Devotion and Renaissance
Light levels start low and focused within ‘Devotion and Renaissance’ to become brighter as you navigate the exhibition. Combined with low height walls, colours of cool blue-grey and cool grey are complemented with warm ambient lighting. A light sandstone grey is used to accent the inside of the arch, a contrast against the cool walls.
A single jack-chain curtain is the decorative feature overhead, with arched cut-outs it suspends to help create a solemn space for contemplation, reflecting the past grandeur of the church. To achieve the desired effect for the overhead highlight, both exhibition design and workshop went through an extensive testing and prototyping process, ruling out string, rope, plastic, and opting for a custom metal chain curtain pre-fabricated by the workshop team.
Once the suspend arch feature was confirmed, arch openings were scaled and positioned to consider the placement of lighting tracks in relation to the position of artworks to ensure that the chain curtains wouldn’t cast shadows on artworks.
The transition zone between ‘Devotion and Renaissance’ and ‘Absolutism and Enlightenment’ of suspended pendant lighting, mirrors, checkered flooring, and archways placed within an elongated hallway sets the scene for what is to come next, allowing the visitor to pause before they encounter the next change of colour palette, an increase in the wall scale and a change to the arch form.
Absolutism and Enlightenment
Colour was introduced in ‘Absolutism and Enlightenment’ for dramatic appeal, creating a rich and vibrant luxury with the deeper wall hues, to give the second chapter a burst of drama through a bolder colour palette. Walls of crimson-red compliment the rich gold ornate frames and draws on the tones found in several of the artworks, a deep teal-green was used as an accent to contrast with the red and build on the exhibition palette.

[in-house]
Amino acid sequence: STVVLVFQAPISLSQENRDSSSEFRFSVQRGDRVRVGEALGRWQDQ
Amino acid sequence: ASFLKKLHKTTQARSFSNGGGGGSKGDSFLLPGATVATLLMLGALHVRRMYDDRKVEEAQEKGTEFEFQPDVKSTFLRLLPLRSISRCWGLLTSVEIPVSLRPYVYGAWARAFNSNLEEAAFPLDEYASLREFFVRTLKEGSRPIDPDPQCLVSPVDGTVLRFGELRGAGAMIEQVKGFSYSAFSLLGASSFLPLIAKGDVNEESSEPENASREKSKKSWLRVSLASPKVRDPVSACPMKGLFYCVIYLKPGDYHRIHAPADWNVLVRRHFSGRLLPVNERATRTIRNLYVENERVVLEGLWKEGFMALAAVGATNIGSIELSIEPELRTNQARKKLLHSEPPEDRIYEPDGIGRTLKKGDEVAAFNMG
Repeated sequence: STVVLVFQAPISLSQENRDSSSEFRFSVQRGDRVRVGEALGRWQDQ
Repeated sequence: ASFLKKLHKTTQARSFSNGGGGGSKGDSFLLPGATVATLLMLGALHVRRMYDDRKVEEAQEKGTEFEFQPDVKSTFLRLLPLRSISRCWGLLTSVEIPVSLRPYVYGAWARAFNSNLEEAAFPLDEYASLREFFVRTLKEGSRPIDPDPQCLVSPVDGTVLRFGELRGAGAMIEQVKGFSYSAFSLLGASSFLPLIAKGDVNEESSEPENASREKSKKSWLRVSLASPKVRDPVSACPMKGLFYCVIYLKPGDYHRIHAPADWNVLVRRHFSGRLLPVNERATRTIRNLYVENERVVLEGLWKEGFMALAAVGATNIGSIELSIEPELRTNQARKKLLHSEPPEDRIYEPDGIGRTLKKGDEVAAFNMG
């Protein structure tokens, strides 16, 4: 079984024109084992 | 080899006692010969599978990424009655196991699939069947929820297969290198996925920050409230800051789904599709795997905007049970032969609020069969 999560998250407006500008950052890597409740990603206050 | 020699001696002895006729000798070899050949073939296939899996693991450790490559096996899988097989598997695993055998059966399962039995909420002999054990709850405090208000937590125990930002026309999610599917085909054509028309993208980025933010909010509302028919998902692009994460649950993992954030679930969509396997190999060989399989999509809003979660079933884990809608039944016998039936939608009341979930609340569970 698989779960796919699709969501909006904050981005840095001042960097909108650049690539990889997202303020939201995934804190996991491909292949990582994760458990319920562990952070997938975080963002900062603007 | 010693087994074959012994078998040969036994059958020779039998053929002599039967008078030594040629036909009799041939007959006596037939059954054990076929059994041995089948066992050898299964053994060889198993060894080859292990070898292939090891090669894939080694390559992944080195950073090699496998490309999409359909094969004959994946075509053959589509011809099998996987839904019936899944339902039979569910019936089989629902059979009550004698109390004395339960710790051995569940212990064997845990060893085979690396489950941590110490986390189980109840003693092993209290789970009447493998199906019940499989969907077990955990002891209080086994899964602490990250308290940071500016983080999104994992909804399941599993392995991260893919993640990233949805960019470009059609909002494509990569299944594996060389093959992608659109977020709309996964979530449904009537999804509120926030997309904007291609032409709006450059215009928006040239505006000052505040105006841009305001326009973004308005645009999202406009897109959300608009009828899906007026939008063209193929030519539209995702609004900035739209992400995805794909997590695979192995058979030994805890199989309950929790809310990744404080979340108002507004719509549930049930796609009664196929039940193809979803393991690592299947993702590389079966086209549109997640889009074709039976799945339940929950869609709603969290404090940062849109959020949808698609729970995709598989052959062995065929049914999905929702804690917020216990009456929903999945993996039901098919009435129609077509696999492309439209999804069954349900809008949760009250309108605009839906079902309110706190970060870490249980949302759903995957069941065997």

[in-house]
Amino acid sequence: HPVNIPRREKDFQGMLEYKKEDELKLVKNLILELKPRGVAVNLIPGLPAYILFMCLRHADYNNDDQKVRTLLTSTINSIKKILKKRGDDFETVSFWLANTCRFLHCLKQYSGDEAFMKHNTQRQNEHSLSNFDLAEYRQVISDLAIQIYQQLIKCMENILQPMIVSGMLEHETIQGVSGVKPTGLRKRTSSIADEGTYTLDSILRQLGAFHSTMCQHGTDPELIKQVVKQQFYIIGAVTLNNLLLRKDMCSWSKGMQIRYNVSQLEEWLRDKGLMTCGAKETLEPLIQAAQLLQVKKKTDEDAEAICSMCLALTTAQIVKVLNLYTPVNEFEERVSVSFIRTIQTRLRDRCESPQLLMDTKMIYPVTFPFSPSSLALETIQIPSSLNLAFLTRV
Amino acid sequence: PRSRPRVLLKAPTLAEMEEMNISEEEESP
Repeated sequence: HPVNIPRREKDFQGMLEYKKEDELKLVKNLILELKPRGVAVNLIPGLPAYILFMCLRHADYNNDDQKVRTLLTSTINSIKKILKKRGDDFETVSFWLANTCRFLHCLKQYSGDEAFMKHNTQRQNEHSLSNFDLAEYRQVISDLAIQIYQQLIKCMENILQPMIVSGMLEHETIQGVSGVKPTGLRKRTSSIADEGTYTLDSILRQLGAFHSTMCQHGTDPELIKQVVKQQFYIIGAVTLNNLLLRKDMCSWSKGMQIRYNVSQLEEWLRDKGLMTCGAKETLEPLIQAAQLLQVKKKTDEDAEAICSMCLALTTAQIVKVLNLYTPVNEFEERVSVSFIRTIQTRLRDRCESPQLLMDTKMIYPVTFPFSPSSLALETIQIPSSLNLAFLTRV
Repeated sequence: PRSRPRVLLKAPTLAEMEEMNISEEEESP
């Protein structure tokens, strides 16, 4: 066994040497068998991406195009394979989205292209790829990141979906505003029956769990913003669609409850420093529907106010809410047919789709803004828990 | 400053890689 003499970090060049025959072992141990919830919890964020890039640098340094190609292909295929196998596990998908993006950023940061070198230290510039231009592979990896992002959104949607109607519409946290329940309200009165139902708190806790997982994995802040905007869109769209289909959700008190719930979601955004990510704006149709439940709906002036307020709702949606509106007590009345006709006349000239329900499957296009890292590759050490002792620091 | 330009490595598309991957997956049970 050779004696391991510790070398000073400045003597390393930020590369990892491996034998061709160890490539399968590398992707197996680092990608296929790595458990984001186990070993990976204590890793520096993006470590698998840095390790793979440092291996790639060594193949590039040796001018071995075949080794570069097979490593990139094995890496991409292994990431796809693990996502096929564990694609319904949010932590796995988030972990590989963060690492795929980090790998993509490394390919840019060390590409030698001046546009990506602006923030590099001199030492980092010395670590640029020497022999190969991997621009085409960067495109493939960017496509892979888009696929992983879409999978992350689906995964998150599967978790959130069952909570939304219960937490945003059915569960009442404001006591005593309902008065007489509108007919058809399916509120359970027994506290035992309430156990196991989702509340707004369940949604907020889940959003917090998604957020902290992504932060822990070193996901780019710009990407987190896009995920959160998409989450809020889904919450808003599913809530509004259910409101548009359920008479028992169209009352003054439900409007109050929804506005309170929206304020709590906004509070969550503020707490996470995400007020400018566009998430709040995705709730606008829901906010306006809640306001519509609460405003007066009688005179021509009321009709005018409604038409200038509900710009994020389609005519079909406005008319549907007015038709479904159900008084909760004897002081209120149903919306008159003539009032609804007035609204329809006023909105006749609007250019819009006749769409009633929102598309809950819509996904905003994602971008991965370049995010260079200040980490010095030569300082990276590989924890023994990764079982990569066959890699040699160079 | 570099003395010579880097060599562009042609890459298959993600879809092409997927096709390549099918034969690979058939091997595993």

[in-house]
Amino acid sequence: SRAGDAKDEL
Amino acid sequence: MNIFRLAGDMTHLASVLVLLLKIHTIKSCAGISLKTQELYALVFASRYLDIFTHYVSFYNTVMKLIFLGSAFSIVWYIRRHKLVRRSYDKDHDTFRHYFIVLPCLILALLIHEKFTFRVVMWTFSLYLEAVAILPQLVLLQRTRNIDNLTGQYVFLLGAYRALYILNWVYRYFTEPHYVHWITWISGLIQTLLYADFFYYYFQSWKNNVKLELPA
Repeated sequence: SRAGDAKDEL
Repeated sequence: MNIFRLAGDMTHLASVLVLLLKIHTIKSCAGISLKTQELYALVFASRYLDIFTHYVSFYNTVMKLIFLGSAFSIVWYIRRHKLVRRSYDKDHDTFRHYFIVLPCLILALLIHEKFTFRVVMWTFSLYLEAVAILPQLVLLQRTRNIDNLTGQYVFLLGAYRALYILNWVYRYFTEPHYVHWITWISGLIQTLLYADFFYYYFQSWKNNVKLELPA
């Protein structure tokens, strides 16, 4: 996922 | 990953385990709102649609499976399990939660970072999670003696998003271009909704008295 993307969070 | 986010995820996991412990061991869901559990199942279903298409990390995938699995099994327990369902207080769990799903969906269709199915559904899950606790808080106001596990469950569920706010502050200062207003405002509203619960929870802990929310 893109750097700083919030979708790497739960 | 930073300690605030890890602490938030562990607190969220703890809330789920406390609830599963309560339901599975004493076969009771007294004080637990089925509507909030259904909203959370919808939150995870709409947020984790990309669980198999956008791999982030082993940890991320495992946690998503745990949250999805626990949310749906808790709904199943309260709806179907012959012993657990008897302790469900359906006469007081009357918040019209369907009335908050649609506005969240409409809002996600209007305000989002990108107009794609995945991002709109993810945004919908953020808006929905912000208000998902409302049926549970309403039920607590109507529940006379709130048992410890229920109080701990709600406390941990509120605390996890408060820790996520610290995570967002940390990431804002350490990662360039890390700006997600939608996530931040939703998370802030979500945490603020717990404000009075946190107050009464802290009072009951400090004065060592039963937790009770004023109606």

Revolution and Art for the People
The last exhibition chapter theme ‘Revolution and Art for the People’ had a playful approach to the arch, interspersed in the meandering pathways. The light pastel palette layered on the walls as a base colour of soft grey, plus the spearmint and fresh light blue provided a foil for the bright bold matching tones inside of the arch of deep green and deep blue. The mix of pastel and bolder accents throughout the space created visual interest and movement, with the addition of pale and deep ochre as a contract against the cooler tones to complete the exhibition palette.
These key exhibition design elements transition us from Renaissance altarpieces and chapels of the fifteenth and sixteenth centuries when Christian traditions of devotion underscored one of the most dynamic periods of creative and intellectual growth in human history, through to the Italian Baroque, Dutch Golden Age, French Rococo and Neoclassical movements, to end with the emergence of the Modern era, when the radical notion of the creatively independent artist took hold.
Elliott Murray, Senior Digital Marketing Officer, QAGOMA spoke with Grace Liu, QAGOMA Exhibition Designer and lead designer on ‘European Masterpieces’
This Australian-exclusive exhibition was at the Gallery of Modern Art from 12 June until 17 October 2021 and organised by The Metropolitan Museum of Art, New York, in collaboration with the Queensland Art Gallery | Gallery of Modern Art and Art Exhibitions Australia.